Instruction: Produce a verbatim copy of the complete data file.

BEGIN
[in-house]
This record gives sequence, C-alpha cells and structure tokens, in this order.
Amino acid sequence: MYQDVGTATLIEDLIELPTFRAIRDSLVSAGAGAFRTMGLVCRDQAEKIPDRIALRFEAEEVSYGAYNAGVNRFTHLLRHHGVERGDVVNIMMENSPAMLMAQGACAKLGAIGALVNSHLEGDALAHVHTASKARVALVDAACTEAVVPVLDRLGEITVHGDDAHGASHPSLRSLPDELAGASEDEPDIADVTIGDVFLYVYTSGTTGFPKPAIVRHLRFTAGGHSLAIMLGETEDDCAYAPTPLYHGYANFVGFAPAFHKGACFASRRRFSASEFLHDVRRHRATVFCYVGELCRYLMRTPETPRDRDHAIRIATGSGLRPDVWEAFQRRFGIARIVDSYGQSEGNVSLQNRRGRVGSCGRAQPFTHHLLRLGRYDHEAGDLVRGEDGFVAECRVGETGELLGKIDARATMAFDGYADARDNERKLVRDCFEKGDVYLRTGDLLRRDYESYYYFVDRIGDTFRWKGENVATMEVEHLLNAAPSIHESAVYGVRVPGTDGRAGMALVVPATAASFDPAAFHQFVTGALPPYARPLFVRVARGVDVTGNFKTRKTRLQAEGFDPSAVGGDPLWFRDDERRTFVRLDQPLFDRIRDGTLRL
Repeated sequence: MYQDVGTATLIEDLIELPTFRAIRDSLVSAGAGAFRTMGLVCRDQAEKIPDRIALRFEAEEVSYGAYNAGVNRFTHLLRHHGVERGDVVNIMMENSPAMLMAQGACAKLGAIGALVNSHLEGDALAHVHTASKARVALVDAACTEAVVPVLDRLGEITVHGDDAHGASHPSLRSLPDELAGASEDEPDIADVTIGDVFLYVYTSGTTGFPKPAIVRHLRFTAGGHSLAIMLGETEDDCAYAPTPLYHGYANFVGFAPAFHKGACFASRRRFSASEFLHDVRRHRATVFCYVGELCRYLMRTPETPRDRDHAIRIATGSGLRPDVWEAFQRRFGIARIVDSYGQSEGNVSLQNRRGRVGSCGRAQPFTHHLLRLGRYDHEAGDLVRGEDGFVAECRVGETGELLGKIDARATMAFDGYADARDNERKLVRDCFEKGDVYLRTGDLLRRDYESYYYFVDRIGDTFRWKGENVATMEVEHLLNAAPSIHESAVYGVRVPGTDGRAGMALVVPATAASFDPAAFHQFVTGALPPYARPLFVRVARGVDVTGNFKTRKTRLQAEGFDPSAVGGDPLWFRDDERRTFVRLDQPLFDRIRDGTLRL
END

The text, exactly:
[in-house]
This record gives sequence, C-alpha cells and structure tokens, in this order.
Amino acid sequence: MYQDVGTATLIEDLIELPTFRAIRDSLVSAGAGAFRTMGLVCRDQAEKIPDRIALRFEAEEVSYGAYNAGVNRFTHLLRHHGVERGDVVNIMMENSPAMLMAQGACAKLGAIGALVNSHLEGDALAHVHTASKARVALVDAACTEAVVPVLDRLGEITVHGDDAHGASHPSLRSLPDELAGASEDEPDIADVTIGDVFLYVYTSGTTGFPKPAIVRHLRFTAGGHSLAIMLGETEDDCAYAPTPLYHGYANFVGFAPAFHKGACFASRRRFSASEFLHDVRRHRATVFCYVGELCRYLMRTPETPRDRDHAIRIATGSGLRPDVWEAFQRRFGIARIVDSYGQSEGNVSLQNRRGRVGSCGRAQPFTHHLLRLGRYDHEAGDLVRGEDGFVAECRVGETGELLGKIDARATMAFDGYADARDNERKLVRDCFEKGDVYLRTGDLLRRDYESYYYFVDRIGDTFRWKGENVATMEVEHLLNAAPSIHESAVYGVRVPGTDGRAGMALVVPATAASFDPAAFHQFVTGALPPYARPLFVRVARGVDVTGNFKTRKTRLQAEGFDPSAVGGDPLWFRDDERRTFVRLDQPLFDRIRDGTLRL
Repeated sequence: MYQDVGTATLIEDLIELPTFRAIRDSLVSAGAGAFRTMGLVCRDQAEKIPDRIALRFEAEEVSYGAYNAGVNRFTHLLRHHGVERGDVVNIMMENSPAMLMAQGACAKLGAIGALVNSHLEGDALAHVHTASKARVALVDAACTEAVVPVLDRLGEITVHGDDAHGASHPSLRSLPDELAGASEDEPDIADVTIGDVFLYVYTSGTTGFPKPAIVRHLRFTAGGHSLAIMLGETEDDCAYAPTPLYHGYANFVGFAPAFHKGACFASRRRFSASEFLHDVRRHRATVFCYVGELCRYLMRTPETPRDRDHAIRIATGSGLRPDVWEAFQRRFGIARIVDSYGQSEGNVSLQNRRGRVGSCGRAQPFTHHLLRLGRYDHEAGDLVRGEDGFVAECRVGETGELLGKIDARATMAFDGYADARDNERKLVRDCFEKGDVYLRTGDLLRRDYESYYYFVDRIGDTFRWKGENVATMEVEHLLNAAPSIHESAVYGVRVPGTDGRAGMALVVPATAASFDPAAFHQFVTGALPPYARPLFVRVARGVDVTGNFKTRKTRLQAEGFDPSAVGGDPLWFRDDERRTFVRLDQPLFDRIRDGTLRL